MARTINU: Complete Piano Music, Vol. 1
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Bohuslav Martinů (1890-1959)
Complete Piano Music • 1
Bohuslav Martinů was born in a church tower in Polička, a Bohemian village about eighty kilometres north of Brno, in what is now the Czech Republic. A precocious child, Martinů began to compose at the age of ten, after beginning his study of the violin two years earlier. Although he attended the Prague Conservatory, he failed to complete his courses. While a young man, he worked as an orchestral violinist in Prague before moving to Paris in 1923 in order to study with Albert Roussel.
Martinů was a prolific composer. He wrote over four hundred pieces of music, some eighty of which were for the piano. Even though they constitute such a large portion of his work, the reputation of his works for solo piano has been overshadowed by that of his orchestral and chamber music.
The pieces included here were all written between 1920 and 1938. Except for the Foxtrot of 1920, written in Polička, all were composed during Martinů's Parisian era, before he emigrated to America in 1940. In these one can hear a variety of expression as he developed into his mature personal style.
There are two short works from 1920 by Martinů entitled Foxtrot, H. 126 and H. 123. The one recorded here, H. 126, is a delightful short gem which is clearly inspired by the best of American rags and two-steps. This youthful work uses direct diatonic harmonies, but with its few simple twists of harmonic direction still sounds wonderfully fresh today.
The five Fables are among the early works written after Martinů's arrival in Paris in 1923. The titles of each movement do not represent actual fables in the sense of stories but, after the folk-like opening A la ferme (On the Farm) are abstractions of different animals that might typically appear in such a story, a rabbit, monkeys, a chicken, and an angry bear.
Although they were both written in 1927, Le Noël (Christmas) and the Trois esquisses (Three Sketches) are remarkably different. Le Noël is charmingly attractive in a recognizably French manner, while the Trois esquisses are highly abstracted snapshots of popular dance idioms of the Americas, blues, tango, and Charleston.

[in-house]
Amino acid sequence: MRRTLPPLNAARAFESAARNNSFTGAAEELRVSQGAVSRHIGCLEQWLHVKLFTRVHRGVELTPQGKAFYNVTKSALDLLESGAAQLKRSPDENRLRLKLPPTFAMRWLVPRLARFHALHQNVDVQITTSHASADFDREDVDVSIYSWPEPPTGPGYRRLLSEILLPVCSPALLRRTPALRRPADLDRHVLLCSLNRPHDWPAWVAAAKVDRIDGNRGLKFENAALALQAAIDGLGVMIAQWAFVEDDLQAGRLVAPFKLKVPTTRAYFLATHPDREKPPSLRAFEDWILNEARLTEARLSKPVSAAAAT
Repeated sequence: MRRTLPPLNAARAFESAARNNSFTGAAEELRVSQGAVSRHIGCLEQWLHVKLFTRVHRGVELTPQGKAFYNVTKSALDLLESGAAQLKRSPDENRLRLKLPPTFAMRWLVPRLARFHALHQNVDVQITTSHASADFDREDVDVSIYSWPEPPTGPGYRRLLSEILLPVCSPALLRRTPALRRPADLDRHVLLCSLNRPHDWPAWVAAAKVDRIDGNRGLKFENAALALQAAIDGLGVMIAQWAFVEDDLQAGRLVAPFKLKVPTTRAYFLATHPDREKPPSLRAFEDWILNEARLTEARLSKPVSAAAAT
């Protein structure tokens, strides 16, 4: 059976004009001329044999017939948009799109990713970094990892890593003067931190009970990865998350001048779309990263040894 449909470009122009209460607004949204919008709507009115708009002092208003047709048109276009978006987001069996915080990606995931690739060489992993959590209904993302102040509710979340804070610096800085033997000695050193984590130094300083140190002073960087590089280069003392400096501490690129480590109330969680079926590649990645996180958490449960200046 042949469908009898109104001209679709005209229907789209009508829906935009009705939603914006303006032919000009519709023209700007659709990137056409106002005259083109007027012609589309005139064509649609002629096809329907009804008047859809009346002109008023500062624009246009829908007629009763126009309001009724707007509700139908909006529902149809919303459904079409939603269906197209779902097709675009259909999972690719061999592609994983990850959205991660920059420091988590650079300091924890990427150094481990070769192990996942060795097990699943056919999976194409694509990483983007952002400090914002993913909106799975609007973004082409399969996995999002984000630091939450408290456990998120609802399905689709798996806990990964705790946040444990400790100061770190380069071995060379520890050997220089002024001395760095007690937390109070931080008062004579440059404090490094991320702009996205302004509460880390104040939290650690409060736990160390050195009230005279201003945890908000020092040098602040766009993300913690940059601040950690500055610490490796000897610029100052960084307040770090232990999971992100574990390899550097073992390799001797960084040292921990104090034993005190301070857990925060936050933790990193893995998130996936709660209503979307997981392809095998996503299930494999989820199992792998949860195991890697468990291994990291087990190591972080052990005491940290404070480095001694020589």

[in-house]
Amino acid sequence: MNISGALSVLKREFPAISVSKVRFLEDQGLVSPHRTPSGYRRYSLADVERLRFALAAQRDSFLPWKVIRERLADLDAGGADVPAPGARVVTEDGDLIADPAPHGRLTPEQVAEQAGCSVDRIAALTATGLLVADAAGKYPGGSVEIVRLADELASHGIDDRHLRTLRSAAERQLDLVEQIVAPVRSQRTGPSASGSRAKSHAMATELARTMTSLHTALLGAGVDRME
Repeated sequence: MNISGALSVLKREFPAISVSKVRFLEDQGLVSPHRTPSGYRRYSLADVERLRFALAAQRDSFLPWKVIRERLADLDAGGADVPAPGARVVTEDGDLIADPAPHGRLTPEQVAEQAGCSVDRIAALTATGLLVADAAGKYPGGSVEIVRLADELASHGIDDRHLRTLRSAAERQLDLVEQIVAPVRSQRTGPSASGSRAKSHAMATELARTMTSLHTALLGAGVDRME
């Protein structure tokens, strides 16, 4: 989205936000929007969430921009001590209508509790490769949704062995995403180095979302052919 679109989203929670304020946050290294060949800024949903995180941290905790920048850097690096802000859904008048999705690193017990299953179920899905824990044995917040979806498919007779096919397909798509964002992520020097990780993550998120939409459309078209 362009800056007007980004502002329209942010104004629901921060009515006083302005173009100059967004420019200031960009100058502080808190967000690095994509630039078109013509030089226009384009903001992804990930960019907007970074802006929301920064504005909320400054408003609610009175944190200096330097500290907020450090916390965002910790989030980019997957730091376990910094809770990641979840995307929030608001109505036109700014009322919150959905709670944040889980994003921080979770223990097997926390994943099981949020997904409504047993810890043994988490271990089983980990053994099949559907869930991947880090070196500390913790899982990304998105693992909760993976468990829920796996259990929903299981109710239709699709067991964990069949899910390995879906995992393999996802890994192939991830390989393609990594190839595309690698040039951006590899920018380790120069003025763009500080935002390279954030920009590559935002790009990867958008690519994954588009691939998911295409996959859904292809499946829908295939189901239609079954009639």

Martinů's Eight Preludes for Piano were written in 1929 as two sets of four preludes but were published the following year by Alphonse Leduc as a single set of eight. The publisher also appears to have created the "En forme…" titles, as Martinů's scores were marked only with the tempi, with which two of the appended titles, the third and sixth, are somewhat at odds. All eight are dedicated "à Mademoiselle Charlotte Quennehen", who became Martinů's wife two years later. These preludes show both the influence of American jazz-related idioms, as seen from a European perspective, and an enriched diatonic harmonic language.
Although Martinů was clearly influenced by American idioms during his earlier years, one might wish to speculate on his reciprocal impact upon American composers visiting Paris at the time, such as David Diamond with whom Martinů had subsequent ongoing contact. The diverse influences of American jazz, Martinů's Czech roots, his profound encounters with Stravinsky's music, and, most importantly, Albert Roussel's rôle as mentor, quickly merged into the fully matured compositional style of his Parisian period, of which the Esquisses de danses (Dance Sketches) of 1932 are a good example.
In 1938, while spending the summer at Vieux Moulin, Martinů wrote Fenêtre sur le jardin (Window on the garden). The title is taken from the simple fact that while staying there in a small detached cottage, the room in which he composed had a window through which he could see a garden full of roses given to his wife Charlotte by the artist Jan Zrzavý. It was not long after that a phone call from Rudolf Firkušný, warning them of the impending Nazi invasion of Paris, encouraged the Martinůs to leave France. They made their way first to Portugal, and ultimately to the United States.
Martinů has the following to say of his own music: I think the greatest danger facing contemporary music is that it seeks, through analyses and explanations, to justify itself; it seems afraid of not appearing sufficiently 'contemporary' or 'modern'. All this can only end in creating a mental attitude which is not at all favourable to the composer in giving free play to his ideas. It can only restrain him from expressing himself fully, completely, and honestly. We play continually with the words 'modern' and 'contemporary,' and by doing so we complicate for ourselves the creative process, which is, in itself, quite mysterious and complicated. To chase after novelty, at any price, is obviously not a good system. It has nothing whatsoever to do with the desire to seek new musical expression. New musical expression should arise from the subject-matter, should be the result of a composer's personality and experiences, it should not be the result of unusual technical means. Technical means are the artist's private business. The technique comes out of the work itself; not from the technique. Music is not a question of calculation. The creative impulse is identical with the wish to live, to feel alive.